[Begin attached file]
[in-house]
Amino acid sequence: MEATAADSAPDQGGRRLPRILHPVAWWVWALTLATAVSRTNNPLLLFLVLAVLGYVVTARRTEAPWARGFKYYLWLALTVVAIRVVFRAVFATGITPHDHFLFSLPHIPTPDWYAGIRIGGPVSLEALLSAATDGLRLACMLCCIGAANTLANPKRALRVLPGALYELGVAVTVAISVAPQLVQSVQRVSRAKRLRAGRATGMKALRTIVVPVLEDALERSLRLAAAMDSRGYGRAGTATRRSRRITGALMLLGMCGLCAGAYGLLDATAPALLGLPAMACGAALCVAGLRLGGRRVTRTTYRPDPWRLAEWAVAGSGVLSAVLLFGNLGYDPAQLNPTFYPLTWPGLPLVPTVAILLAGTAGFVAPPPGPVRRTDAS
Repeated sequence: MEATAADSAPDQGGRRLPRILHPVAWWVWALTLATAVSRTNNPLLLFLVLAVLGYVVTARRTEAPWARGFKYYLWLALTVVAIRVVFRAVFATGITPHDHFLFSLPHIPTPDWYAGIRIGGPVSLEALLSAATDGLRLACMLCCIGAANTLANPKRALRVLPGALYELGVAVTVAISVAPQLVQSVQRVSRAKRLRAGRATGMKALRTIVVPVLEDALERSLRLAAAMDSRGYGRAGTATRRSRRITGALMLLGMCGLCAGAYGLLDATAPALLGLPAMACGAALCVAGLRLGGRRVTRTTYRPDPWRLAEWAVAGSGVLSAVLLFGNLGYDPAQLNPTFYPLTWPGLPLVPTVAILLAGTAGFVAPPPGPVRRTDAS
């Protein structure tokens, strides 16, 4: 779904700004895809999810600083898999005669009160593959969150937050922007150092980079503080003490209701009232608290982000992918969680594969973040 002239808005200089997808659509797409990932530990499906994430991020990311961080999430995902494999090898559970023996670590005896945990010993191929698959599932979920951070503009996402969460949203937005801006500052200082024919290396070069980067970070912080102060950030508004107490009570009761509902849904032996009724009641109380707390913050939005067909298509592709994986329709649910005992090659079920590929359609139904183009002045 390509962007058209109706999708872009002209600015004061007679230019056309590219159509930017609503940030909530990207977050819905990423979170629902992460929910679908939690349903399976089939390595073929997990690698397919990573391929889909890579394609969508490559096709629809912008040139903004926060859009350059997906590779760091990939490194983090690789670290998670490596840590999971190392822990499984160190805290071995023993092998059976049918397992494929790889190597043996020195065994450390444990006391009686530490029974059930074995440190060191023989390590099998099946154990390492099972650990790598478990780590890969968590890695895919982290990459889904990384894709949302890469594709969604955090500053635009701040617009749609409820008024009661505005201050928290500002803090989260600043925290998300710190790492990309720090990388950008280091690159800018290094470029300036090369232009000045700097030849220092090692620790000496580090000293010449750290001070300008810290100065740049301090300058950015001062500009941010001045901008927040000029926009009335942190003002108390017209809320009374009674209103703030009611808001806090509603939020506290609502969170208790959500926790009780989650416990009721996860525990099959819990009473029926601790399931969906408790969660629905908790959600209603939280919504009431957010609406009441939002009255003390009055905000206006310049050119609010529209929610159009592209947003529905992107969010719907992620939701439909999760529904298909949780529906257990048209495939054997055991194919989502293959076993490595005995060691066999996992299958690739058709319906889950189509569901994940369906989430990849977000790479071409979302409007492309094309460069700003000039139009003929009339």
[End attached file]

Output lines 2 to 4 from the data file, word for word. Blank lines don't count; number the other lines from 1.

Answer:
Amino acid sequence: MEATAADSAPDQGGRRLPRILHPVAWWVWALTLATAVSRTNNPLLLFLVLAVLGYVVTARRTEAPWARGFKYYLWLALTVVAIRVVFRAVFATGITPHDHFLFSLPHIPTPDWYAGIRIGGPVSLEALLSAATDGLRLACMLCCIGAANTLANPKRALRVLPGALYELGVAVTVAISVAPQLVQSVQRVSRAKRLRAGRATGMKALRTIVVPVLEDALERSLRLAAAMDSRGYGRAGTATRRSRRITGALMLLGMCGLCAGAYGLLDATAPALLGLPAMACGAALCVAGLRLGGRRVTRTTYRPDPWRLAEWAVAGSGVLSAVLLFGNLGYDPAQLNPTFYPLTWPGLPLVPTVAILLAGTAGFVAPPPGPVRRTDAS
Repeated sequence: MEATAADSAPDQGGRRLPRILHPVAWWVWALTLATAVSRTNNPLLLFLVLAVLGYVVTARRTEAPWARGFKYYLWLALTVVAIRVVFRAVFATGITPHDHFLFSLPHIPTPDWYAGIRIGGPVSLEALLSAATDGLRLACMLCCIGAANTLANPKRALRVLPGALYELGVAVTVAISVAPQLVQSVQRVSRAKRLRAGRATGMKALRTIVVPVLEDALERSLRLAAAMDSRGYGRAGTATRRSRRITGALMLLGMCGLCAGAYGLLDATAPALLGLPAMACGAALCVAGLRLGGRRVTRTTYRPDPWRLAEWAVAGSGVLSAVLLFGNLGYDPAQLNPTFYPLTWPGLPLVPTVAILLAGTAGFVAPPPGPVRRTDAS
């Protein structure tokens, strides 16, 4: 779904700004895809999810600083898999005669009160593959969150937050922007150092980079503080003490209701009232608290982000992918969680594969973040 002239808005200089997808659509797409990932530990499906994430991020990311961080999430995902494999090898559970023996670590005896945990010993191929698959599932979920951070503009996402969460949203937005801006500052200082024919290396070069980067970070912080102060950030508004107490009570009761509902849904032996009724009641109380707390913050939005067909298509592709994986329709649910005992090659079920590929359609139904183009002045 390509962007058209109706999708872009002209600015004061007679230019056309590219159509930017609503940030909530990207977050819905990423979170629902992460929910679908939690349903399976089939390595073929997990690698397919990573391929889909890579394609969508490559096709629809912008040139903004926060859009350059997906590779760091990939490194983090690789670290998670490596840590999971190392822990499984160190805290071995023993092998059976049918397992494929790889190597043996020195065994450390444990006391009686530490029974059930074995440190060191023989390590099998099946154990390492099972650990790598478990780590890969968590890695895919982290990459889904990384894709949302890469594709969604955090500053635009701040617009749609409820008024009661505005201050928290500002803090989260600043925290998300710190790492990309720090990388950008280091690159800018290094470029300036090369232009000045700097030849220092090692620790000496580090000293010449750290001070300008810290100065740049301090300058950015001062500009941010001045901008927040000029926009009335942190003002108390017209809320009374009674209103703030009611808001806090509603939020506290609502969170208790959500926790009780989650416990009721996860525990099959819990009473029926601790399931969906408790969660629905908790959600209603939280919504009431957010609406009441939002009255003390009055905000206006310049050119609010529209929610159009592209947003529905992107969010719907992620939701439909999760529904298909949780529906257990048209495939054997055991194919989502293959076993490595005995060691066999996992299958690739058709319906889950189509569901994940369906989430990849977000790479071409979302409007492309094309460069700003000039139009003929009339």